I unfortunately do not have a Performance shop remotely close where i live. My rides will be mainly/almost completely on road/pavement and cobblestone. I tested the Jari on such surfaces and felt quite robust and steady. It had a kind of certainty when riding.

Absolute felt nice but the drop handlebar are something i would like for my main bike. I have looking at them for a long time and doing heavy mods is not my style. I am not sure if that will be the deal breaker for Absolute, which seems to be a great all-round bike. I have requested Something from the Sportif line up at my local store so lets see how that happens.

I was directed to B'twin 540. I read a lot a good feedback for the back. I am a bit concerned since i haven't heard of the brand before. But the specs speak for themselves, especeially for the price (!!!), Carbon fork, shimano 105 and 9 kg for just 750 euros.

Do you have any opinions on the matter? Another concern is that this bike looks a bit fragile. I don't know if it can handle me cause i weigh around 95 kg.

Cheers
MichalisLaz is offline  
Reply With Quote
Old 08-10-18, 07:02 AM
  #7  
MichalisLaz
Junior Member
Thread Starter
 
Join Date: Aug 2018
Posts: 12
Mentioned: 0 Post(s)
Tagged: 0 Thread(s)
Quoted: 5 Post(s)
Quick follow - up. The winter i very heavy where i live.

How do road bikes/racing bike like the Triban 540 behave in the rain/snow compared to the Jari for example?

Thank you so much
MichalisLaz is offline  
Reply With Quote
Old 08-10-18, 07:12 AM
  #8  
jefnvk
Senior Member
 
jefnvk's Avatar
 
Join Date: Apr 2015
Location: Metro Detroit/AA
Posts: 7,419

Bikes: 2016 Novara Mazama

Mentioned: 53 Post(s)
Tagged: 0 Thread(s)
Quoted: 3135 Post(s)
Originally Posted by Maelochs View Post
One thing about Performance Bikes---they often have “Double Points” and “Triple Points” weekends, when you can sign up as a “Team Performance” member for $30 for a year and get free points which can be traded for merchandise.
I'm guessing if he is talking prices in Euros, he lives nowhere near a Performance

Also, from my understanding, the same people that own Fuji own Performance/Nashbar

Originally Posted by MichalisLaz View Post
Quick follow - up. The winter i very heavy where i live.

How do road bikes/racing bike like the Triban 540 behave in the rain/snow compared to the Jari for example?

Thank you so much
If you're riding/commuting in snow regularly, I'd stay far away from road/race bikes. I'd suggest looking at studded tire availability in your location, and figure out what sizes they come in. That will tell you what your bike needs to accommodate regarding tires in the winter months.

As to your choices, if you haven't yet seen a Jari, know they come with a pretty flared handlebar. I personally like the style, but not everyone does.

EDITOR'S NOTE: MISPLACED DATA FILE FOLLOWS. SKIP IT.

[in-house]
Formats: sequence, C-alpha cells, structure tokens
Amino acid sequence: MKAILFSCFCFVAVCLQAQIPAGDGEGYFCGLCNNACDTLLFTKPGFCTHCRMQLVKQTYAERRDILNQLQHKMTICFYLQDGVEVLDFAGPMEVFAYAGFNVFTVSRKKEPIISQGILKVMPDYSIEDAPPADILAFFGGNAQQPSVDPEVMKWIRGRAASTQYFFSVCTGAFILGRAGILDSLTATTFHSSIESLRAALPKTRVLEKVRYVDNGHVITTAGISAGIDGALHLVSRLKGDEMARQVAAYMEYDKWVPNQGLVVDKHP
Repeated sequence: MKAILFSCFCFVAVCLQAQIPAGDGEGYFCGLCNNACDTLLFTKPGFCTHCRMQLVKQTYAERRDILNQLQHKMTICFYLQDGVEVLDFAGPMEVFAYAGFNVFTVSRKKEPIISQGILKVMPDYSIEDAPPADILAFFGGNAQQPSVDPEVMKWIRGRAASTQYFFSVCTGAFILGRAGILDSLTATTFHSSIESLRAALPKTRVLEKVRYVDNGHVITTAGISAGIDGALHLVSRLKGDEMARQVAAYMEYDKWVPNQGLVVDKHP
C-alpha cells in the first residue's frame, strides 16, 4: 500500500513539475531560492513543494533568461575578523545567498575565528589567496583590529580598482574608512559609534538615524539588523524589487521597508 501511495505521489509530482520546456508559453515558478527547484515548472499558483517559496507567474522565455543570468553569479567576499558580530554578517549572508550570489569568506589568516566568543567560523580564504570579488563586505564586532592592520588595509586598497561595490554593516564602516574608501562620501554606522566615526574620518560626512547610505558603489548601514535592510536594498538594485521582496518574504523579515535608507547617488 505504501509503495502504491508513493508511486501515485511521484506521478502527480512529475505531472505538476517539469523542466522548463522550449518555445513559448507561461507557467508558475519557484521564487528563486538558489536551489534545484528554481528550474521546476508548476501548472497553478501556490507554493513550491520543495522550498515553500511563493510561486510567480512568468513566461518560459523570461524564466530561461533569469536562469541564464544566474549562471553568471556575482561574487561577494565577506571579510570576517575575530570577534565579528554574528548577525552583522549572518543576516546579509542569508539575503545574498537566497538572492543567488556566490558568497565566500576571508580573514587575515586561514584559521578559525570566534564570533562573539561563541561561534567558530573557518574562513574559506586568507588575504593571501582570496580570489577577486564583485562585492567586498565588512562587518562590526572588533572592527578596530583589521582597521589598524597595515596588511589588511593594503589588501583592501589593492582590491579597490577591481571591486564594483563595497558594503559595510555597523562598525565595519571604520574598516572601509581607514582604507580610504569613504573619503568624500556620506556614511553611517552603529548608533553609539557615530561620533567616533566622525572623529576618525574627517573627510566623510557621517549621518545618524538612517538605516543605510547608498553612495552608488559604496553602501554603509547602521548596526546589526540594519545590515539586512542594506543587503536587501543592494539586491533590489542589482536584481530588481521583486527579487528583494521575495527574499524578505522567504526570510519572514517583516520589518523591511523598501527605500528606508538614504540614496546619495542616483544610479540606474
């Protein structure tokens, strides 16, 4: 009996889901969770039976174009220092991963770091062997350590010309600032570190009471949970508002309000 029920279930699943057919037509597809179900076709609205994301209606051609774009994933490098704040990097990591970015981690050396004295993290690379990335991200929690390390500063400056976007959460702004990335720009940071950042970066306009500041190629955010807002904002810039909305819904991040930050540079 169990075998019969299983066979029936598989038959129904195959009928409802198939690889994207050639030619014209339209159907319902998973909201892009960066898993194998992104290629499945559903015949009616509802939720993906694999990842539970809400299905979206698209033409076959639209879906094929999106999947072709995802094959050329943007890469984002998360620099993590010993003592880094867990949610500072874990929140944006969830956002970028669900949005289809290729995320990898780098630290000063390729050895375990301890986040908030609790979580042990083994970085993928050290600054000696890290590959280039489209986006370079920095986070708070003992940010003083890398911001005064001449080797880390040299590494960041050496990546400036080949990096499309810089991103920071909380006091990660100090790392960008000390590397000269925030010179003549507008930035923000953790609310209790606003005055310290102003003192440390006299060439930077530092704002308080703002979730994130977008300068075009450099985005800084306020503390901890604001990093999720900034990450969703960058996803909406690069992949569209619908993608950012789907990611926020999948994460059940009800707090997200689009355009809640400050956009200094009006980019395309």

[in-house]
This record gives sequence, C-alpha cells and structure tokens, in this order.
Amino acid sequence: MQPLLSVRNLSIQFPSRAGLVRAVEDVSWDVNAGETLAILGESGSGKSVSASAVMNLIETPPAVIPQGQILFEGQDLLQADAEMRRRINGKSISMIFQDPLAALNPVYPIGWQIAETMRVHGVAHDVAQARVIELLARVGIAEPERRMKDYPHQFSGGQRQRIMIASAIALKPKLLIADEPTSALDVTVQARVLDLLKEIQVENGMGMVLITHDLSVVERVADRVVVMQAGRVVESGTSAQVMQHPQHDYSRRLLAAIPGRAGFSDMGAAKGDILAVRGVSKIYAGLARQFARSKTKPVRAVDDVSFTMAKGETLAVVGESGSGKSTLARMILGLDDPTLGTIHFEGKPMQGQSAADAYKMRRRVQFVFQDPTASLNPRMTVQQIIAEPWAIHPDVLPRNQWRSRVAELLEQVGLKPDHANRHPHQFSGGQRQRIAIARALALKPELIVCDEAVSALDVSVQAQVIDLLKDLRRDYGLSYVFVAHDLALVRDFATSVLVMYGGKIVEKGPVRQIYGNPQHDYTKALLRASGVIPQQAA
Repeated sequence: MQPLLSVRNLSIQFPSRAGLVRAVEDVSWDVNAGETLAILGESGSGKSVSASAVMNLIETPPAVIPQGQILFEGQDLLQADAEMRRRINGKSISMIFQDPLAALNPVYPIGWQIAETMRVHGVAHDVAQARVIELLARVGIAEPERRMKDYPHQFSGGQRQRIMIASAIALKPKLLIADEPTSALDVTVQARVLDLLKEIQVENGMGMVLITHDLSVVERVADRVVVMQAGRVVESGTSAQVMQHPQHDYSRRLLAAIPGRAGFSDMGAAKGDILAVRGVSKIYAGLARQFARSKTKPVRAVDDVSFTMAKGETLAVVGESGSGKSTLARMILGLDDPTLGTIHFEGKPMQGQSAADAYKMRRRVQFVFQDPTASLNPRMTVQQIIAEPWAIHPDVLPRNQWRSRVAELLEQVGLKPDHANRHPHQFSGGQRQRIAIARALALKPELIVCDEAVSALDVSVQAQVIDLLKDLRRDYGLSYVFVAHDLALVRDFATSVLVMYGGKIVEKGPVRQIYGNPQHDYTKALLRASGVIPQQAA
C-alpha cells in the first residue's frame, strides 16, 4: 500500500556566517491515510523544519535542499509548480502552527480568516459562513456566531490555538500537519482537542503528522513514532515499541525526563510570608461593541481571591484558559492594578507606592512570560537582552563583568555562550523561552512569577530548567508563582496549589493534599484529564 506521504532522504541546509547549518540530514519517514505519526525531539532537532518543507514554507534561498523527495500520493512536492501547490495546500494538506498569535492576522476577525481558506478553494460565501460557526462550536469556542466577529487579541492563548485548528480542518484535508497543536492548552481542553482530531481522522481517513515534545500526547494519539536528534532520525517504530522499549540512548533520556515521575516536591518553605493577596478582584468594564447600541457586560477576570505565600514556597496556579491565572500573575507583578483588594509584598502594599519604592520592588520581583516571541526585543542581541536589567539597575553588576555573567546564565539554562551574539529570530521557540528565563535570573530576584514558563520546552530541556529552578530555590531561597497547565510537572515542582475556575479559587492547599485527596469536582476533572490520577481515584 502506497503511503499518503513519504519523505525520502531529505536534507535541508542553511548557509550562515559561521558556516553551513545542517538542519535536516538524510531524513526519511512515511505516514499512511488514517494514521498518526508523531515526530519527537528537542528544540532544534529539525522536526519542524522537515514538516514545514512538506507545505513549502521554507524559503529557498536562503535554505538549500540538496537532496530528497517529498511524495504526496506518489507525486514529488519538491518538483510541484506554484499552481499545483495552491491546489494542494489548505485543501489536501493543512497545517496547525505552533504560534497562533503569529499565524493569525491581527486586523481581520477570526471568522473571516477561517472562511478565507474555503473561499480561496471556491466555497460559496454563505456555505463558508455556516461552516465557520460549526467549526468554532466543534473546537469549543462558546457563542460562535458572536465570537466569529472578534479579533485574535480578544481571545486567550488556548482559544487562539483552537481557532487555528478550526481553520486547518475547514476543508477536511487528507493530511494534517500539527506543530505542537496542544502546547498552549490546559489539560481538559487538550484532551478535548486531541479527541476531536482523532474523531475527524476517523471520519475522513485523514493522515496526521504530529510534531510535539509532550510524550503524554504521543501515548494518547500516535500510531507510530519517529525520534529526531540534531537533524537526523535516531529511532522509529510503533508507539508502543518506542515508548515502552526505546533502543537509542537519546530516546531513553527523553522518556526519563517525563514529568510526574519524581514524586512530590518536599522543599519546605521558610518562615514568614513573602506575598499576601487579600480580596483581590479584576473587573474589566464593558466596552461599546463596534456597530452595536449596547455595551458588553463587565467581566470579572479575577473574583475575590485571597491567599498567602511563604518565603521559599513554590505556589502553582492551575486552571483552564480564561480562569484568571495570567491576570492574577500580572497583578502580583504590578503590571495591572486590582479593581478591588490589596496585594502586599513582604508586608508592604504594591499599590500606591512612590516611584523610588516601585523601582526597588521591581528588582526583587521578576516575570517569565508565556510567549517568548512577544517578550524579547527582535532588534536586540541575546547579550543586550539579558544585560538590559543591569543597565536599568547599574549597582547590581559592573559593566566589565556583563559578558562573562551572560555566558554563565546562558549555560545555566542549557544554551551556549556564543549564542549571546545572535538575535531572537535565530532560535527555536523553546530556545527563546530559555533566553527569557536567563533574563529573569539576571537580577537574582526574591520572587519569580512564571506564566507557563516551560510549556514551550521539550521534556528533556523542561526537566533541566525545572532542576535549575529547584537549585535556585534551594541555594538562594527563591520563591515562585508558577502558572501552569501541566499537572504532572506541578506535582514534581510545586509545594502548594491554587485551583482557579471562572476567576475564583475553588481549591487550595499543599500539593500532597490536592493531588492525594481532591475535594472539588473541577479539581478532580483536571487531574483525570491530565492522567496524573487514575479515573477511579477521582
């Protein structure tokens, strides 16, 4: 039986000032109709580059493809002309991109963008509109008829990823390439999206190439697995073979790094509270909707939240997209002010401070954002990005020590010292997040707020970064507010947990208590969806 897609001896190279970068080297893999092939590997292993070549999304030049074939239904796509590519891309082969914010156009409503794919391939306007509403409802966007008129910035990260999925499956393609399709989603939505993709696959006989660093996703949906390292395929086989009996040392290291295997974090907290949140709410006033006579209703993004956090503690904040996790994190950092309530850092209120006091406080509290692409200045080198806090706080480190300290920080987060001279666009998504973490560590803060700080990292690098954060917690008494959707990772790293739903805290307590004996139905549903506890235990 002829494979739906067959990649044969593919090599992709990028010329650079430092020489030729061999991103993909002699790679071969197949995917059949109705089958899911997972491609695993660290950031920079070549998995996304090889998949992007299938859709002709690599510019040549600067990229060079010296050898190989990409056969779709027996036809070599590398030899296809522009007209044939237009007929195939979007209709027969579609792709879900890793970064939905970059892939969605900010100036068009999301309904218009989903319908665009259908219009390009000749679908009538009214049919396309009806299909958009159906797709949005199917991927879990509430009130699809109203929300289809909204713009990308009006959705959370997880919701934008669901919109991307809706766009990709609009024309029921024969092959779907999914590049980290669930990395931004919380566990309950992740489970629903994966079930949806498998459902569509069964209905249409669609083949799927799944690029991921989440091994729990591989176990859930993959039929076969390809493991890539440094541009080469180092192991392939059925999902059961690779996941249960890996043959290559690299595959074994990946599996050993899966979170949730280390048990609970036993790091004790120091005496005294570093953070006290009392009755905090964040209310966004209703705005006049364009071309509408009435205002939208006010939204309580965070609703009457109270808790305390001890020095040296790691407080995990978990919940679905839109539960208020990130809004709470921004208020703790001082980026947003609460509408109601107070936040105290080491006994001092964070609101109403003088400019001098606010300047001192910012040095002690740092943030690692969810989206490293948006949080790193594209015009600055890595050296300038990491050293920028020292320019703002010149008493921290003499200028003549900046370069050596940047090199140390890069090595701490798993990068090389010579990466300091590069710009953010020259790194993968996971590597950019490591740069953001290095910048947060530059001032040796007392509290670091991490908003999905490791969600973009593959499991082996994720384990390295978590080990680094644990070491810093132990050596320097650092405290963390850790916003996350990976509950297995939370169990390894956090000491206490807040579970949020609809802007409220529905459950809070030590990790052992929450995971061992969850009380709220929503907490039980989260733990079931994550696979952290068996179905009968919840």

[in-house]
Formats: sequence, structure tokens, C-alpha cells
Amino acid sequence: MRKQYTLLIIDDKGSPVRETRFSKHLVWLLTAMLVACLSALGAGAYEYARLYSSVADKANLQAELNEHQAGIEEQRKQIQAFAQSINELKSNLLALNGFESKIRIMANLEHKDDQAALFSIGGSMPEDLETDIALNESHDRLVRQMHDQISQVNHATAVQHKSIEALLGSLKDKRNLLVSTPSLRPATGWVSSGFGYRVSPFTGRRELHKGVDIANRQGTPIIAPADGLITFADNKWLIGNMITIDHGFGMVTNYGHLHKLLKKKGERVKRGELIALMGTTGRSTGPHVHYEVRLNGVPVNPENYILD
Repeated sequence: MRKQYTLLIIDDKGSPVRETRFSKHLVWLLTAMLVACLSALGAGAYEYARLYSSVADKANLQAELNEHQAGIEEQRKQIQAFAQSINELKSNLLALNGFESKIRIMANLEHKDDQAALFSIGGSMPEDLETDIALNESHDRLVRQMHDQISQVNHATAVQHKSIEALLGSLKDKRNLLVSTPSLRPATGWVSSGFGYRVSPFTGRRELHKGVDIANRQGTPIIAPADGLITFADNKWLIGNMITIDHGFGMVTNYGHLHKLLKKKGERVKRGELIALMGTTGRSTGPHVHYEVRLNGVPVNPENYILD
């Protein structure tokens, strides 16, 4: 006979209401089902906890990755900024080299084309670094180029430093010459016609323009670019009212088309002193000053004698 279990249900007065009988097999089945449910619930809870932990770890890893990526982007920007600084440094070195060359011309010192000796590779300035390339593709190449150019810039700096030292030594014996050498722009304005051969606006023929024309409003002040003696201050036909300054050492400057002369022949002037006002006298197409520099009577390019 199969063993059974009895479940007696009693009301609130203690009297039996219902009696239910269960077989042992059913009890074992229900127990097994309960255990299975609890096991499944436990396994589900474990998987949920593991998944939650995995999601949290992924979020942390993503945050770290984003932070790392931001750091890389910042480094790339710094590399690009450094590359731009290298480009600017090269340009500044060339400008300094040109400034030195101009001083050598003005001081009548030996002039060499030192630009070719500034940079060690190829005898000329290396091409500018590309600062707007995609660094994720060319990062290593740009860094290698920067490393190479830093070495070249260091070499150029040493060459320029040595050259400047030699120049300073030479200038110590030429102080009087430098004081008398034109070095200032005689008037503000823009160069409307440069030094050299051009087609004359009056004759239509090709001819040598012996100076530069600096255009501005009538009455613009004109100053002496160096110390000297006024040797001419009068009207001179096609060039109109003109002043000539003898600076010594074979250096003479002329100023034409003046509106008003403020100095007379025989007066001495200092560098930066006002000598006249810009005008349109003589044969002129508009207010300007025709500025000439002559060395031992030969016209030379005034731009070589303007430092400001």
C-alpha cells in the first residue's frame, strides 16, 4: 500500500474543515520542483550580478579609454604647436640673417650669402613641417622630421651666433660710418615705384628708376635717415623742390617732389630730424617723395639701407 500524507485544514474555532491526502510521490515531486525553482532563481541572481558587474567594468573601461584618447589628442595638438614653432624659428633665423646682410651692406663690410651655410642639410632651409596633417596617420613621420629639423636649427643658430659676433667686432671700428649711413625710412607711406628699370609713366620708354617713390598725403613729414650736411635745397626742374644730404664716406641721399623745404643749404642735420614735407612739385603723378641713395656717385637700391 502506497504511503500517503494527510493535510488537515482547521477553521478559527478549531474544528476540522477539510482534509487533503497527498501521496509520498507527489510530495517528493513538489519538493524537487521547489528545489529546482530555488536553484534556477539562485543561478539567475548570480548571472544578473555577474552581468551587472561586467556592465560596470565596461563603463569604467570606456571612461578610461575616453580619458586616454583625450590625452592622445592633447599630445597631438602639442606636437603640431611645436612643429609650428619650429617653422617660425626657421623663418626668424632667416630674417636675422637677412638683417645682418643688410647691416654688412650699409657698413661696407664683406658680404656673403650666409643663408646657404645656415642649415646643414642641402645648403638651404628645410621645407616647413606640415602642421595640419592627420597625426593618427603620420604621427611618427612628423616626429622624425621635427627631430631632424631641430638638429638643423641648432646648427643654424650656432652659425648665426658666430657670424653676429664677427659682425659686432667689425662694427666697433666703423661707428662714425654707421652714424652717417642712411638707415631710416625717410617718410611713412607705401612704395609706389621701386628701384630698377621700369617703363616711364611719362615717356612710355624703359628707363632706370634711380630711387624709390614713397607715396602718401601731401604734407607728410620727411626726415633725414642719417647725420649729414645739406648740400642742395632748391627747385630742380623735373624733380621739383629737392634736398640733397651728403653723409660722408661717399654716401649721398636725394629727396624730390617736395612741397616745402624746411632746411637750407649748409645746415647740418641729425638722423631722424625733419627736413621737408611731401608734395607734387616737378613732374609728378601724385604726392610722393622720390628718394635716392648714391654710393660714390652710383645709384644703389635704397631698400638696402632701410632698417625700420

Regarding your options, any of them will realistically suit your needs just fine. Some are a bit nicer than others, but pick the one that fits your budget and fits you the best, and go with it, there's not really a bad choice there.

I personally love the looks of that Serious Grafix, but thats just my aestetics opinion!

Last edited by jefnvk; 08-10-18 at 07:16 AM.
jefnvk is offline  
Reply With Quote
Old 08-10-18, 07:16 AM
  #9  
Gresp15C
Senior Member
 
Gresp15C's Avatar
 
Join Date: Sep 2014
Posts: 2,058
Mentioned: 10 Post(s)
Tagged: 0 Thread(s)
Quoted: 390 Post(s)
Originally Posted by MichalisLaz View Post
Quick follow - up. The winter i very heavy where i live.

How do road bikes/racing bike like the Triban 540 behave in the rain/snow compared to the Jari for example?

Thank you so much
If you want to ride during the winter, I suggest making sure a bike has enough space in the frame for snow tires and fenders. The three challenges during the winter are: 1) Ice and slippery conditions. 2) Road salt and the inconvenience of keeping your bike clean during cold weather. 3) Operating the controls of the bike (brakes and gears) with heavy gloves or mittens.

Consider a 2nd bike for winter use. It can be more utilitarian because you probably won't be taking as many 50 mile recreational rides in deep snow, unless you're crazy, in which case, get a 3rd bike.
Gresp15C is offline  
Reply With Quote
Old 08-10-18, 07:19 AM
  #10  
Maelochs
Senior Member
 
Maelochs's Avatar
 
Join Date: Oct 2015
Posts: 9,260

Bikes: 2015 Workswell 066, 2014 Dawes Sheila, 1983 Cannondale 500, 1984 Raleigh Olympian, 2007 Cannondale Rize 4, 2017 Fuji Sportif 1 LE

Mentioned: 98 Post(s)
Tagged: 0 Thread(s)
Quoted: 4115 Post(s)
That B’Twin 540 looks awesome. It has everything I would want. It can fit 32-mm tires, it has 105, triple-butted frame, CF fork, it is light—and it apparently has threaded, external bottom bracket like the Hollowtech II. Good deal.

I weigh Considerably more than you and I use some pretty spindly wheels without issue. As far as the frame goes … you can see the welds. They look quite good. I wouldn't worry about the frame breaking.

I read a whole bunch of B’Twin reviews too. Even discounting for hype, the parts spec and the numbers are great.